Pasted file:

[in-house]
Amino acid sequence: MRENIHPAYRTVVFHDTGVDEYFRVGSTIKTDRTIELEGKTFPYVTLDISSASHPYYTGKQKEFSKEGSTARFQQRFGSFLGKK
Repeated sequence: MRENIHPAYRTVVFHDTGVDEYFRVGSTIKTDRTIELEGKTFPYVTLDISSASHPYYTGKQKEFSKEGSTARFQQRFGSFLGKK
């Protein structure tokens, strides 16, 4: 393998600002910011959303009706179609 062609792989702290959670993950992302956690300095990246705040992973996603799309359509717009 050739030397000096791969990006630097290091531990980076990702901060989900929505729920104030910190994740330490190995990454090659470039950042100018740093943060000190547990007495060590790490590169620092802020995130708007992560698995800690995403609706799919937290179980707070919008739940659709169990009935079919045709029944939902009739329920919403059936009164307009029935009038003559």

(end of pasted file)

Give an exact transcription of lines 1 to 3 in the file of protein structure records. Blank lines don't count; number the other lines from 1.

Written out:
[in-house]
Amino acid sequence: MRENIHPAYRTVVFHDTGVDEYFRVGSTIKTDRTIELEGKTFPYVTLDISSASHPYYTGKQKEFSKEGSTARFQQRFGSFLGKK
Repeated sequence: MRENIHPAYRTVVFHDTGVDEYFRVGSTIKTDRTIELEGKTFPYVTLDISSASHPYYTGKQKEFSKEGSTARFQQRFGSFLGKK